Human uniqueness: An unfinished agenda
This contribution is structured in the form of a letter to Van Huyssteen focussing on his magnum opus, Alone in the World? (2006). It recognises, with Van Huyssteen, the danger of docetic detachment and scientific reductionism. It suggests that what is at stake in debates on human uniqueness is a de...
|Published in:||Verbum et ecclesia Vol. 42; no. 2; pp. e1 - e8|
|Main Author:||Conradie, Ernst M|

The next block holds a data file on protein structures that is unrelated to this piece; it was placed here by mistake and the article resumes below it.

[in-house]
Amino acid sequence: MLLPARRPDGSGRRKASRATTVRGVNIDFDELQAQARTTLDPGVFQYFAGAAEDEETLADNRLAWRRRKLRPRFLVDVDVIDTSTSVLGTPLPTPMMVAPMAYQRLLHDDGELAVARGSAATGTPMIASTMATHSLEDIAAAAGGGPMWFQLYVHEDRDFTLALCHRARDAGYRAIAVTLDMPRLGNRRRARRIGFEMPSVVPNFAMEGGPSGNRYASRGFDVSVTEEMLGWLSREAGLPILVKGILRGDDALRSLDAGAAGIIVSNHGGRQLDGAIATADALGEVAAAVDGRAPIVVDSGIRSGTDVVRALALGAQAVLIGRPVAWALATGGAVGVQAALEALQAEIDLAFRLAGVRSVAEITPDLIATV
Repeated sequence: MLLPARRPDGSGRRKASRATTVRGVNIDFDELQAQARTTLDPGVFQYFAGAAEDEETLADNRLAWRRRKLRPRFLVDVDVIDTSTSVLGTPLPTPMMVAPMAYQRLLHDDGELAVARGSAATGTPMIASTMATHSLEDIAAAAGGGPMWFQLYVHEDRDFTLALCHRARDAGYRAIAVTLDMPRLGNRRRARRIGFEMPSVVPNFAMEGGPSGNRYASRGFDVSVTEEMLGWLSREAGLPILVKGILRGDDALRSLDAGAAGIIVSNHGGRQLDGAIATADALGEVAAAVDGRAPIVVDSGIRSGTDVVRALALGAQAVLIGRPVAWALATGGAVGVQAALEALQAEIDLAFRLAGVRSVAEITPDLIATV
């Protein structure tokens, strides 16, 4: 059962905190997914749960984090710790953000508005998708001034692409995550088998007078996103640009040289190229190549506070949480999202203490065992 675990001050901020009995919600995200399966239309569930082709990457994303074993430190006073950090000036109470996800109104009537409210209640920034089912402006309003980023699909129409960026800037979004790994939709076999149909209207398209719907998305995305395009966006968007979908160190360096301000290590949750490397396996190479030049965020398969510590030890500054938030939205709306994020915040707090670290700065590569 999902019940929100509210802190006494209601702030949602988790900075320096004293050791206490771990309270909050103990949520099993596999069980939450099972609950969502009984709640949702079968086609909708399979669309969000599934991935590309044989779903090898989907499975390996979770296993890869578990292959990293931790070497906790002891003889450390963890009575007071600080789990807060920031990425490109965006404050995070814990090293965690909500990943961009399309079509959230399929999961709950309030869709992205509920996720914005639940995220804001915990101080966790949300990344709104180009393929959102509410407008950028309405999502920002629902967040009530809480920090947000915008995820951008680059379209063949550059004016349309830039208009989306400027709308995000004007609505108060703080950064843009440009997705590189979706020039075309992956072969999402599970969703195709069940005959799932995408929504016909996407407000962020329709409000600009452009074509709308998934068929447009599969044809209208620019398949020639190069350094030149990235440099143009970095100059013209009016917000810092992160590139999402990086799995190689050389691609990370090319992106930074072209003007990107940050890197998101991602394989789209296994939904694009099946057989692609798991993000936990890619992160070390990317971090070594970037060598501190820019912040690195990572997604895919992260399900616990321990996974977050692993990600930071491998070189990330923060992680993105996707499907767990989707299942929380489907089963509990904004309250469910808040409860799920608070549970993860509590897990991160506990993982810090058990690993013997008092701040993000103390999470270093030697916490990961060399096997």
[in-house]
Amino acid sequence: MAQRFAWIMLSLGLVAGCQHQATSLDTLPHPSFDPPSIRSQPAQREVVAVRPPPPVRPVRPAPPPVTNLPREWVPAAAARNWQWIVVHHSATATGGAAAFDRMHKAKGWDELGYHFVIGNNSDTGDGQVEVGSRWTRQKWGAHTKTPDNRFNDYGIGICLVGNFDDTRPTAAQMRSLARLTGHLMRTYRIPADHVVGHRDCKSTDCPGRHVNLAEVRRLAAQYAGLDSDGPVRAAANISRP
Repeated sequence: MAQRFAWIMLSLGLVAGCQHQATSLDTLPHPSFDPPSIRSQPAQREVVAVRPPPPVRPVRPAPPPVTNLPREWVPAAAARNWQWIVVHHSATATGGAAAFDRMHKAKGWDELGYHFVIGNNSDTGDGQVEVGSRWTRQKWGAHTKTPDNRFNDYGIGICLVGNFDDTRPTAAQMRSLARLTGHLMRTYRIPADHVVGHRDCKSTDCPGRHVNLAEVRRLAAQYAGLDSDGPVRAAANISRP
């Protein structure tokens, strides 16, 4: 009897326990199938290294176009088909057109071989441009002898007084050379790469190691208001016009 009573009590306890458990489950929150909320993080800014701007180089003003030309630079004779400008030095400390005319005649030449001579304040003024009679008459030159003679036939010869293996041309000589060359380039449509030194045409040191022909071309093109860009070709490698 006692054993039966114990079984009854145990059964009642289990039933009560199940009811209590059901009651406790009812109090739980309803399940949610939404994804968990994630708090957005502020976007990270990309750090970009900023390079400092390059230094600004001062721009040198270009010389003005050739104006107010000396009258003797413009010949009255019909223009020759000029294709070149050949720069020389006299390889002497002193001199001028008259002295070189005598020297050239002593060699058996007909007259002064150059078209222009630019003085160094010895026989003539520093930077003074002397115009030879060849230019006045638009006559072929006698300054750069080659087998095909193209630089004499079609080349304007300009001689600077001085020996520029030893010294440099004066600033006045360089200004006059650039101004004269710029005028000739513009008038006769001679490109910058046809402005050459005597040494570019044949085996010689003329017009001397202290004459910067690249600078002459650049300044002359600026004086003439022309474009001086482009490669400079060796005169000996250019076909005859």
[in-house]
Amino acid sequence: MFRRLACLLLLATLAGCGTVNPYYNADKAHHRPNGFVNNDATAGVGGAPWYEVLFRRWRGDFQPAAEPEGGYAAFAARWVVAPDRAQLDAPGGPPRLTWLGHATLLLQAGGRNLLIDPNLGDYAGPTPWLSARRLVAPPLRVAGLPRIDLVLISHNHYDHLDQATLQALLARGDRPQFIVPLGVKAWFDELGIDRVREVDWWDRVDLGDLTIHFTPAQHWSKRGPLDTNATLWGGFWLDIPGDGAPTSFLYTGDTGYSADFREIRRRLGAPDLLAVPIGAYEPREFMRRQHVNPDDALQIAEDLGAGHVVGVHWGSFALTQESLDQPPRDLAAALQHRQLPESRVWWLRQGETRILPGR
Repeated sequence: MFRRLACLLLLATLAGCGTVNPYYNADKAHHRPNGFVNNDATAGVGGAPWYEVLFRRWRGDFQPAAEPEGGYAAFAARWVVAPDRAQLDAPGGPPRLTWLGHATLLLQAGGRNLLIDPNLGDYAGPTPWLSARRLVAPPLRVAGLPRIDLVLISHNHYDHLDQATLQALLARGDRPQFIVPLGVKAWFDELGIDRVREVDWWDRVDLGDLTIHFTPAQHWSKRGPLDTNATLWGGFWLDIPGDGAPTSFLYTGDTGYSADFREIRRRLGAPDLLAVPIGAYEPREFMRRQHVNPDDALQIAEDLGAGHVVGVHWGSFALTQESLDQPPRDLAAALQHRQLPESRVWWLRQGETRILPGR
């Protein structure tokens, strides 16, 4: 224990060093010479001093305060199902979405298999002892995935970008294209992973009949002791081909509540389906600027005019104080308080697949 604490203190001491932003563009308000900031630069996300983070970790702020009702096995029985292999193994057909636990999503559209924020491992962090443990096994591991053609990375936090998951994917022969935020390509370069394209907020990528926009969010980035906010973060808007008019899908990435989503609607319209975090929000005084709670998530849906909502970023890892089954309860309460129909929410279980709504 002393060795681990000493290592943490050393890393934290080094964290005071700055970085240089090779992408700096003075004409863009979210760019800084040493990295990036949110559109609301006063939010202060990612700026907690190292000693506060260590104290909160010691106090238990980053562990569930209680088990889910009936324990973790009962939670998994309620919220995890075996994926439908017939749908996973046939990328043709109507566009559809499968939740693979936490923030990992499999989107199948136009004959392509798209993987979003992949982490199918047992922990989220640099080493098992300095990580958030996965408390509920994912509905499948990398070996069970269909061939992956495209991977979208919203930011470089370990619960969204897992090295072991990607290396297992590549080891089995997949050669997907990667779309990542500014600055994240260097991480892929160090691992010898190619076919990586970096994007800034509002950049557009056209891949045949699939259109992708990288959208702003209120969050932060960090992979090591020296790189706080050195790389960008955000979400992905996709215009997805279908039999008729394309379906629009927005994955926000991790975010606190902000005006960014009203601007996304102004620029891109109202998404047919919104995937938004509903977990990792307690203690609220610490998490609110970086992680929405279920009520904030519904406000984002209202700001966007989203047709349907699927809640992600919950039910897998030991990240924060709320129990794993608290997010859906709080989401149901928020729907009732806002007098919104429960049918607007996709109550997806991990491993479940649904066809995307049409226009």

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This contribution is structured in the form of a letter to Van Huyssteen focussing on his magnum opus, Alone in the World? (2006). It recognises, with Van Huyssteen, the danger of docetic detachment and scientific reductionism. It suggests that what is at stake in debates on human uniqueness is a defence of human dignity, human rights and human responsibility. It points to a dilemma in this regard, namely that affirming the evolutionary continuity of humans with other species as well as human dignity on the basis of human uniqueness is only possible on the basis of a hierarchy of intrinsic worth and not equal intrinsic worth. However, amongst humans, such a hierarchy cannot be sustained given the need to affirm equal human dignity. The underlying problem here is to address the dangers of anthropocentrism, especially in the so-called Anthropocene where humans have become a 'geological force of nature'. Van Huyssteen is challenged to consider the reverse side of the emergence of human uniqueness, namely the emergence of human sin. Are humans unique in this regard too? Intradisciplinary and/or interdisciplinary implications The theme of human uniqueness is by definition of multi-disciplinary interest as demonstrated in the work of Wentzel van Huyssteen. This contribution highlights an unresolved anthropocentrism, especially in the context of what is termed the 'Anthropocene', that is also of significance within multiple disciplines, including Christian theology and discourse on theology and science.